U.S. troops have started withdrawing from Kabul’s airport, marking the beginning of the end of the two-week effort to get foreigners and their local allies out of Afghanistan after the country’s capital fell to the Taliban on Aug. 15. The vast majority of NATO nations have flown their troops out of Afghanistan after more than two decades although the United States said its airlifts would continue until the Tuesday deadline even as the number of American troops at the airport starts to dwindle. Britain’s ambassador to Afghanistan, Laurie Bristow, published a video on Twitter from the airport saying it was “time to close this phase of the operation now.” Britain carried out its final evacuation flights on Saturday.
As everyone starts getting ready for the next phase, Taliban forces started closing off the airport to most Afghans on Saturday. New checkpoints emerged on the roads leading to the airport and Taliban forces converged outside the airport to prevent large crowds from gathering. There was concern that there could be a repeat of Thursday’s suicide attack that killed 169 Afghans and 13 American service members. Taliban forces also took positions inside the airport ready to take control once the last American troops fly out.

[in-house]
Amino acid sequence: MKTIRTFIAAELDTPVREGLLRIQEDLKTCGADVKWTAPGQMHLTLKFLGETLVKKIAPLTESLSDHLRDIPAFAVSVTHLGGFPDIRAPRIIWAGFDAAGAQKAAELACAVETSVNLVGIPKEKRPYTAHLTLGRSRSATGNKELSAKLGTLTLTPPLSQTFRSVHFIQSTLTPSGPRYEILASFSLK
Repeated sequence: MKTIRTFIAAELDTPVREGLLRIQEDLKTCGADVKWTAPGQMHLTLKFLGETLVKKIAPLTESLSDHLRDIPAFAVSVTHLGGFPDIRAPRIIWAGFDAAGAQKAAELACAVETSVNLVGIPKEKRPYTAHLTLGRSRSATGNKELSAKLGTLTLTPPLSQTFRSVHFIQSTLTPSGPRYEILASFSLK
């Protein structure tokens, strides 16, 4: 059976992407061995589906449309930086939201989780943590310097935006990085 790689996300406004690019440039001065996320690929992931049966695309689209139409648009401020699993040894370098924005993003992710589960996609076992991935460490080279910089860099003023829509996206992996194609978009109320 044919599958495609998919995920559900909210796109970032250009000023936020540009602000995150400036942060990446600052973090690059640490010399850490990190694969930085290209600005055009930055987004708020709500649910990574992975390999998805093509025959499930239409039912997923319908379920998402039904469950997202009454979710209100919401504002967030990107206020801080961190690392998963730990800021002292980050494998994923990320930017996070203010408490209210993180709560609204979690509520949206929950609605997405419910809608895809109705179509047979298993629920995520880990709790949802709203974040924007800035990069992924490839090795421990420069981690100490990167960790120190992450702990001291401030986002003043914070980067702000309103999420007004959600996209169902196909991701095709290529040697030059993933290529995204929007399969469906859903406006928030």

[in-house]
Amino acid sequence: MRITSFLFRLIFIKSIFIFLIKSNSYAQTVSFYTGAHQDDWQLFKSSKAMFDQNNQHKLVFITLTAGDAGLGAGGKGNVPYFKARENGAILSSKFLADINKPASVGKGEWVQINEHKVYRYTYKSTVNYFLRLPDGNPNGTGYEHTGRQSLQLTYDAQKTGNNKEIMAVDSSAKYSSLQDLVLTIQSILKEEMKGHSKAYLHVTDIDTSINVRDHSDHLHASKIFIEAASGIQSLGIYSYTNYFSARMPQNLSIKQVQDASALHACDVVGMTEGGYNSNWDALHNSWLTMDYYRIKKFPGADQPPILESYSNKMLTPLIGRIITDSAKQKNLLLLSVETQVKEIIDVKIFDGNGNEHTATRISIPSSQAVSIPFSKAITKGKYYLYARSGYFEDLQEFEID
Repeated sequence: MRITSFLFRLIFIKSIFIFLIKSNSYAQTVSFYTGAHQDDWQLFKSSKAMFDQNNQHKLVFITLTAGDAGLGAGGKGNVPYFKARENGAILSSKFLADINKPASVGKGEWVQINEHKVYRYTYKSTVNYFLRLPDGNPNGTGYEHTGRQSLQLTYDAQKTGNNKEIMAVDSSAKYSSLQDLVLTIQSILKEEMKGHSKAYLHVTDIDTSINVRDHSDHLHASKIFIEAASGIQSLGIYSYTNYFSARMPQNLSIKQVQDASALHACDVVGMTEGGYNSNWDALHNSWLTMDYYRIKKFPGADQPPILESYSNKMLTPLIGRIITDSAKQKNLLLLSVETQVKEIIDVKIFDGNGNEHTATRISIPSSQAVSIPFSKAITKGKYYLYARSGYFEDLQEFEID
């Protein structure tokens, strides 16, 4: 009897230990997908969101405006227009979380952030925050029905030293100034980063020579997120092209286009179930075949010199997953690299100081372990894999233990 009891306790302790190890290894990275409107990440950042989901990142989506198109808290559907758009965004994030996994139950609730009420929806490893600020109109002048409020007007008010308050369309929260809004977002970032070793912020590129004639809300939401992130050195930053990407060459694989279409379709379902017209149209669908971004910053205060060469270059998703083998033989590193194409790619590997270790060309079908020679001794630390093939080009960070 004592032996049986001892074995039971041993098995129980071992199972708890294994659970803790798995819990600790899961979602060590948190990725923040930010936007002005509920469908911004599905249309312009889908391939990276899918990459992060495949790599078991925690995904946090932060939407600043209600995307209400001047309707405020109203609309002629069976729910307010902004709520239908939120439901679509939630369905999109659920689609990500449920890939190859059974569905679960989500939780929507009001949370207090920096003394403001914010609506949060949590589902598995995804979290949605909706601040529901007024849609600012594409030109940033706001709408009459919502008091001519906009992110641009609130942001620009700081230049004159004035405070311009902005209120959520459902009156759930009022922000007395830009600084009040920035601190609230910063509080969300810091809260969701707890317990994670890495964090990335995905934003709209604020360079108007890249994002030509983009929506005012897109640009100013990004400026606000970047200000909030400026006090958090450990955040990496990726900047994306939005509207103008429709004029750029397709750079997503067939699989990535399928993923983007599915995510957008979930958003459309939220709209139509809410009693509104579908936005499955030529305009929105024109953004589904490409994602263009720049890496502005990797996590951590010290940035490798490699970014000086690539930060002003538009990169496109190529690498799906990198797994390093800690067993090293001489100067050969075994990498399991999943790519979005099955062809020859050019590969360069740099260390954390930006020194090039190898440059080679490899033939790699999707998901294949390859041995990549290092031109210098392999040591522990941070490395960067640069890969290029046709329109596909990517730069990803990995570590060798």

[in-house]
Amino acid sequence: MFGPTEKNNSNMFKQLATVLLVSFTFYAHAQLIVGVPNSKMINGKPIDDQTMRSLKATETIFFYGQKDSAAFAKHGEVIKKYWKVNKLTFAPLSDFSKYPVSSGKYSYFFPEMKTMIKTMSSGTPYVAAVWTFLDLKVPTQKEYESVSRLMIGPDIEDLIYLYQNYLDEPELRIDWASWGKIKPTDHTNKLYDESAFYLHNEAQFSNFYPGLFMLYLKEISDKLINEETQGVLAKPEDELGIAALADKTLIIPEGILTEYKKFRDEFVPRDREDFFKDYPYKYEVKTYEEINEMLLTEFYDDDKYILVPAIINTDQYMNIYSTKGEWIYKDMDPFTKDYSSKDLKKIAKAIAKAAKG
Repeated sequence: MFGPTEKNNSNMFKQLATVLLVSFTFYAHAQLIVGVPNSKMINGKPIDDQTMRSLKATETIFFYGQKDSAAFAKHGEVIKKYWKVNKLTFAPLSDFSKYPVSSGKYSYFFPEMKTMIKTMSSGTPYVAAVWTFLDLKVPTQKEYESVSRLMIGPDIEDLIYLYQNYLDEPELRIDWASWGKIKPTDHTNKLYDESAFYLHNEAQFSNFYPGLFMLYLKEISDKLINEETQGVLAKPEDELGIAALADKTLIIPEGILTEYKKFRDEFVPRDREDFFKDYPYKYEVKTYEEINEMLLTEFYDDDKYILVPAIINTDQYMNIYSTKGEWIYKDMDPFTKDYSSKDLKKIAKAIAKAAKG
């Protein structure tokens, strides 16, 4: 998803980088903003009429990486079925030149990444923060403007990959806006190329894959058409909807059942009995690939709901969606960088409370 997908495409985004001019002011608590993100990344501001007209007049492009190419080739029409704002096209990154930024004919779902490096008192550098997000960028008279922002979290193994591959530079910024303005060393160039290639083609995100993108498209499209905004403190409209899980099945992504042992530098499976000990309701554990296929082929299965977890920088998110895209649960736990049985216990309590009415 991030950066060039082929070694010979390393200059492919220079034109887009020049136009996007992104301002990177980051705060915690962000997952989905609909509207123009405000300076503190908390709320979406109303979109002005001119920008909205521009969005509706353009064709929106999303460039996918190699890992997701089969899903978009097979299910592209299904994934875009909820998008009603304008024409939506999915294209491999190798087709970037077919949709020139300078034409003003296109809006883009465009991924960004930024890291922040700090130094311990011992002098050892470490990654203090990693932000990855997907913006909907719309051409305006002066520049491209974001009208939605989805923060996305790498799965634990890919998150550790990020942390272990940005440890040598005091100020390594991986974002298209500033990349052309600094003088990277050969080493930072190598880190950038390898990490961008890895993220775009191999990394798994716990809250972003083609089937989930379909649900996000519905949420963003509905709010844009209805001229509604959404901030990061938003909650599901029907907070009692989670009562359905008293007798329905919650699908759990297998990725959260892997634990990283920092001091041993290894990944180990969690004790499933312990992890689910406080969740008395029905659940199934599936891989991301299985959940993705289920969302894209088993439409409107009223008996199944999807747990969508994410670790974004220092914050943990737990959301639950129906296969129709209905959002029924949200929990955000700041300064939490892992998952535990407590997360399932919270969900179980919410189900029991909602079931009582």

The Pentagon said Saturday that it had carried out a retaliatory drone strike that killed two “high-profile” Islamic State militants. Officials wouldn’t say whether those who were killed were directly involved in the suicide bombing only describing them as “facilitators” and “planners.” ISIS-K, the Afghan affiliate of the Islamic State, had claimed responsibility for Thursday’s airport attack. “The fact that two of these individuals are no longer walking on the face of the earth, that’s a good thing,” Pentagon spokesman John Kirby said. The Taliban condemned the strike even as they announced arrests of some people suspected of being involved in the attack. “The Americans should have informed us before conducting the air strike, it was a clear attack on Afghan territory,” a Taliban spokesman said.